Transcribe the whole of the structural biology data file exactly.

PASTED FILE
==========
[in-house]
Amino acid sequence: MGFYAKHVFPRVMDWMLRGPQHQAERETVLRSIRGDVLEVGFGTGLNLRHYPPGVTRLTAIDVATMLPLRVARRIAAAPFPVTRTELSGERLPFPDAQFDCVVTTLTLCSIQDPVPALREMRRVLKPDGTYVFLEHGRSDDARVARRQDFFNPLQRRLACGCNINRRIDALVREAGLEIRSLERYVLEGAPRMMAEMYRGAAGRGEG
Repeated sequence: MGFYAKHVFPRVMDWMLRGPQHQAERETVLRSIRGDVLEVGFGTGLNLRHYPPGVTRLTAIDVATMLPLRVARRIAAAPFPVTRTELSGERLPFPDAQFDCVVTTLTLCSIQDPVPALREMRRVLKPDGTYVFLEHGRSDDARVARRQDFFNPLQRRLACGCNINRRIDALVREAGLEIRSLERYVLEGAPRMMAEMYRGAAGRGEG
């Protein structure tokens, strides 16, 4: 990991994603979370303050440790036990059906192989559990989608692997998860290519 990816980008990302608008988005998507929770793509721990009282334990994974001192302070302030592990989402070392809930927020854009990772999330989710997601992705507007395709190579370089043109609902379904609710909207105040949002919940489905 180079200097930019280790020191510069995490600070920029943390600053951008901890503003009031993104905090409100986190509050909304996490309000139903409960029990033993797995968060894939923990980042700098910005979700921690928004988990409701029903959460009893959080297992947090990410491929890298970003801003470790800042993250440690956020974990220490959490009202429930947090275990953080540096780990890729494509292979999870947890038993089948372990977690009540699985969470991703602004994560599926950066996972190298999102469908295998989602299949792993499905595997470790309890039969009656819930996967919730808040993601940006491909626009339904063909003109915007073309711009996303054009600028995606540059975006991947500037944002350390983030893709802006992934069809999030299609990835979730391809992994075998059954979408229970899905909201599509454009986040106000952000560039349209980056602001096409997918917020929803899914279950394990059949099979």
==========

[in-house]
Amino acid sequence: MGFYAKHVFPRVMDWMLRGPQHQAERETVLRSIRGDVLEVGFGTGLNLRHYPPGVTRLTAIDVATMLPLRVARRIAAAPFPVTRTELSGERLPFPDAQFDCVVTTLTLCSIQDPVPALREMRRVLKPDGTYVFLEHGRSDDARVARRQDFFNPLQRRLACGCNINRRIDALVREAGLEIRSLERYVLEGAPRMMAEMYRGAAGRGEG
Repeated sequence: MGFYAKHVFPRVMDWMLRGPQHQAERETVLRSIRGDVLEVGFGTGLNLRHYPPGVTRLTAIDVATMLPLRVARRIAAAPFPVTRTELSGERLPFPDAQFDCVVTTLTLCSIQDPVPALREMRRVLKPDGTYVFLEHGRSDDARVARRQDFFNPLQRRLACGCNINRRIDALVREAGLEIRSLERYVLEGAPRMMAEMYRGAAGRGEG
């Protein structure tokens, strides 16, 4: 990991994603979370303050440790036990059906192989559990989608692997998860290519 990816980008990302608008988005998507929770793509721990009282334990994974001192302070302030592990989402070392809930927020854009990772999330989710997601992705507007395709190579370089043109609902379904609710909207105040949002919940489905 180079200097930019280790020191510069995490600070920029943390600053951008901890503003009031993104905090409100986190509050909304996490309000139903409960029990033993797995968060894939923990980042700098910005979700921690928004988990409701029903959460009893959080297992947090990410491929890298970003801003470790800042993250440690956020974990220490959490009202429930947090275990953080540096780990890729494509292979999870947890038993089948372990977690009540699985969470991703602004994560599926950066996972190298999102469908295998989602299949792993499905595997470790309890039969009656819930996967919730808040993601940006491909626009339904063909003109915007073309711009996303054009600028995606540059975006991947500037944002350390983030893709802006992934069809999030299609990835979730391809992994075998059954979408229970899905909201599509454009986040106000952000560039349209980056602001096409997918917020929803899914279950394990059949099979």